Bulletin of the American Mathematical Society

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Society, 1914
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Page 74 - ... mathematics, creates not only the numbers one and two, but also all finite ordinal numbers, inasmuch as one of the elements of the two-oneness may be thought of as a new two-oneness, which process may be repeated indefinitely; this gives rise still further to the smallest infinite ordinal...
Page 74 - From the present point of view of intuitionism therefore all mathematical sets of units which are entitled to that name can be developed out of the basal intuition, and this can only be done by combining a finite number of times the two operations: "to create a finite ordinal number...
Page 73 - This neointuitionism considers the falling apart of the moments of life into qualitatively different parts, to be reunited only while remaining separated by time, as the fundamental phenomenon of the human intellect, passing by abstracting from its emotional content into the fundamental phenomenon of mathematical thinking, the intuition of the bare...
Page 78 - In this form the axiom permits only the introduction of such sets as are subsets of sets previously introduced; if one wishes to operate with other sets, their existence must be explicitly postulated. Since however in order to accomplish anything at all the existence of a certain collection of sets will have to be postulated at the outset, the only valid argument that can be brought against the introduction of a new set is that it leads to contradictions; indeed the only modifications that the discovery...
Page 76 - In the domain of finite sets in which the formalist axioms have an interpretation perfectly clear to the intuitionists, unreservedly agreed to by them, the two tendencies differ solely in their method, not in their results; this becomes quite different however in the domain of infinite or transfinite sets, where, mainly by the application of the axiom of inclusion, quoted above, the formalist introduces various concepts, entirely meaningless to the intuitionist, such as for instance "the set whose...
Page 71 - It is true that from certain relations among mathematical entities, which we assume as axioms, we deduce other relations according to fixed laws, in the conviction that in this way we derive truths from truths by logical reasoning, but this non-mathematical conviction of truth or legitimacy has no exactness whatever and is nothing but a vague sensation of delight arising from the knowledge of the efficacy of the projection into nature of these relations and laws of reasoning. For the formalist therefore...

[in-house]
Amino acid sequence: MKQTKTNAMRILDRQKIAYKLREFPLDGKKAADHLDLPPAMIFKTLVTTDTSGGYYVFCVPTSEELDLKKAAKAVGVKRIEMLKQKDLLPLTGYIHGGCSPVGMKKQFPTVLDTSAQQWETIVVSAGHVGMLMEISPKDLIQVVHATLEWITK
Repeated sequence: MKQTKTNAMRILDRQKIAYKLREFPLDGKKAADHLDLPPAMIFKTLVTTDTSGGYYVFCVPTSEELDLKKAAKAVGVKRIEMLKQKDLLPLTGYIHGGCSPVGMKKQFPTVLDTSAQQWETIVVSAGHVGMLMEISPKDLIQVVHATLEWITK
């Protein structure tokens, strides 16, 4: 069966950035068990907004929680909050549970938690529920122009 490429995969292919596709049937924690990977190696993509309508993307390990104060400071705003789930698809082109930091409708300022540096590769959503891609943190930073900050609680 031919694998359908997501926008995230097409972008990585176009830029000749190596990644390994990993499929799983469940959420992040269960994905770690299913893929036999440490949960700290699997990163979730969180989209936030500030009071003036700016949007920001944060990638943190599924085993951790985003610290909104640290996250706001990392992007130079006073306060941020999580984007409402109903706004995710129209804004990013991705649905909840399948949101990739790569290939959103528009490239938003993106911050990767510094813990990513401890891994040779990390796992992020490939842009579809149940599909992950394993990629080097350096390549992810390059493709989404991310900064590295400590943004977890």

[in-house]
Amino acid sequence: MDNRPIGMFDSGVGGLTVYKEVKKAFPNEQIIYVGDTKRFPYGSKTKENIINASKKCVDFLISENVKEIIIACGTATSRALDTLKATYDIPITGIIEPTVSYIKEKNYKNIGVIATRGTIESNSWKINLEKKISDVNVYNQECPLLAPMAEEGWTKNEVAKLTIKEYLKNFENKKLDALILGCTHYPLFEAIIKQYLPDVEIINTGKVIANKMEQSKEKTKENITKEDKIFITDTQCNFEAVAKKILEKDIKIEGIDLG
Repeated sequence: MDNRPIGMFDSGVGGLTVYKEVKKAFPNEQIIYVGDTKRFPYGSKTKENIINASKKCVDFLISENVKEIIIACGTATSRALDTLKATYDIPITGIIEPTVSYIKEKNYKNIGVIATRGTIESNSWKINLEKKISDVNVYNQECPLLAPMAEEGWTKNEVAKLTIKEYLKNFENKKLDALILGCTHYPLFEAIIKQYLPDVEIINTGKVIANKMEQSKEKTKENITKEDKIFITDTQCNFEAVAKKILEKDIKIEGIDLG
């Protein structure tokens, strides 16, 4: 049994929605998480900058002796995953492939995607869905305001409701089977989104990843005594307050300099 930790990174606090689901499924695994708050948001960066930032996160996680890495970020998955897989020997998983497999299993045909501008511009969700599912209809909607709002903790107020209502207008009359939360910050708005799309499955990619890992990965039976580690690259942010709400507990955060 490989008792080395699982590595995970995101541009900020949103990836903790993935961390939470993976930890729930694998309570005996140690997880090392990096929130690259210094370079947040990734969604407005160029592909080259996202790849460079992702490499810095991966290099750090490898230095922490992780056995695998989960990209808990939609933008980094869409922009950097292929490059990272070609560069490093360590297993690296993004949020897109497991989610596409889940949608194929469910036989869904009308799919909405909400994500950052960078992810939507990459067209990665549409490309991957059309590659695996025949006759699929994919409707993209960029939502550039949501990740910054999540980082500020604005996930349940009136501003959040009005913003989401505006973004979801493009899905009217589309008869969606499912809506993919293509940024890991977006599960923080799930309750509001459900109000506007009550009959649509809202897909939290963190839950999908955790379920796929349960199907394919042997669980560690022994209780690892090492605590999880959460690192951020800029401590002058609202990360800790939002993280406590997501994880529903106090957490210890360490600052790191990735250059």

Page 75 - ... relation of a set to its elements." With reference to this relation various axioms are postulated, suggested by the practice with natural finite sets; the principal of these are: "a set is determined by its elements"; for any two mathematical objects it is decided whether or not one of them is contained in the other one as an element"; "to every set belongs another set containing as its elements nothing but the subsets of the given set"; the axiom of selection : "a set which is split into subsets...
Page 73 - This neo-intuitionism considers the falling apart of moments of life into qualitatively different parts, to be reunited only while remaining separated by time as the fundamental phenomenon of the human intellect, passing by abstracting from its emotional content into the fundamental phenomenon of mathematical thinking, the intuition of the bare two-oneness.
Page 133 - Five applications for membership were received. A committee was appointed to audit the accounts of the treasurer for the current year. A list of nominations for officers and other members of the council was prepared and ordered printed on the official ballot for the annual election at the December meeting.
Page 74 - ... argument. I confess that I have not studied the question as to whether he can find further cultural support to meet all the objections of opponents of Intuitionism. It would seem, however, that he would have to drop his insistence that in construction of sets (to quote Brouwer [4; p. 86]) "neither ordinary language nor any symbolic language can have any other role than that of serving as a non-mathematical auxiliary...

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